The tours will last 15-20 minutes each, County Administrator Phil Hathcock said. “People will see parts of it that aren’t normally seen.”
The celebration is in conjunction with the City of Great Bend’s June Jaunt.
“Now, therefore, be it resolved by the Board of County Commissioners of Barton County, Kansas, that upon the centennial commemoration of the Barton County Courthouse, all citizens are asked to join in celebrating the 1OQth year of use of the Barton County Courthouse; and further, that the citizens and local elected officials, past and present, are acknowledged for their dedication to the preservation and care of this local monument,” proclamation reads. “Under the careful guardianship of Barton County officials over the years, the building will continue to be used for years to come.”
But, while getting a glimpse into the courthouse’s historic past, Commission Chairwoman Jennifer Schartz said visitors should also notice necessary renovations. “It needs some serious attention. It is important for people to see what needs to be done.”
The building is in great shape due to continual maintenance but more has been required of it over the years, Schartz said. “It may look the same on the outside, but the people who built it probably wouldn’t recognize it today.”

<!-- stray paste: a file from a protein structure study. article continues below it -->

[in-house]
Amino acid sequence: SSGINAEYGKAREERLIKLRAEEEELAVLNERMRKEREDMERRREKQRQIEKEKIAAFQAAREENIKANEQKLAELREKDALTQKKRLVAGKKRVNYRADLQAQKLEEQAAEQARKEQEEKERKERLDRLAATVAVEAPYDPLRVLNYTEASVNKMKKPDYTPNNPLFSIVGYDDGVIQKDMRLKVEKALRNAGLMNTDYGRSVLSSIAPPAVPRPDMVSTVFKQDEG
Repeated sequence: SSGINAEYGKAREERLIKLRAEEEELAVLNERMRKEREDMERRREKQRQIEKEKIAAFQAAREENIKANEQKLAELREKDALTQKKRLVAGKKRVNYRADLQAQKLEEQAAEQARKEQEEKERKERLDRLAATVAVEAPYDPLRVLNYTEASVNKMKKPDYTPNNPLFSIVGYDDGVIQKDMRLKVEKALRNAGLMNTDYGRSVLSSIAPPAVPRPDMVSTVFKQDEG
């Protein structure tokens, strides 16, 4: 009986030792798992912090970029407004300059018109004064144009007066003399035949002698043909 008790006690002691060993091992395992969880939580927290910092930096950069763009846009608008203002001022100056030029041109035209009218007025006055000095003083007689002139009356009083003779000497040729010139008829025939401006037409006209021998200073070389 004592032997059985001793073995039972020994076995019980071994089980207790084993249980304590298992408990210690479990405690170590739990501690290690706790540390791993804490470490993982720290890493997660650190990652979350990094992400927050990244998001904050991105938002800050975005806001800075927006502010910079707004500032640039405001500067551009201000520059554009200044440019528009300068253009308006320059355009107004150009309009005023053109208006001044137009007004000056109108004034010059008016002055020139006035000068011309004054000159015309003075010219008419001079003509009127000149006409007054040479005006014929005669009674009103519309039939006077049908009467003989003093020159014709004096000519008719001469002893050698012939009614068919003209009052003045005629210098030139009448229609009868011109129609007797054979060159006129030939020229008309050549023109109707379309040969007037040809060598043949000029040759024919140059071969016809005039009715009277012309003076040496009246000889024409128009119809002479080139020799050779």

The four corners of the courthouse have begun to separate from the center of the building, causing cracks to form and plaster to fall on the fourth floor. Repairs done in the past, including turnbuckles installed to pull the corners together, are proving to be unsuccessful.
There are also continuing problems with the aging air conditioning.
A window in the commission chambers is cracked due to settling. In addition, there have been pipes burst and other problems.
Realizing the need to stabilize the historic building, the County Commission last December selected WDM Architects of Wichita to conduct a structural analysis of the building at a cost of $24,300.
The commission rejected a costlier $49,800 option that would have had WDM looking into the plumbing, electrical, and heating and air conditioning.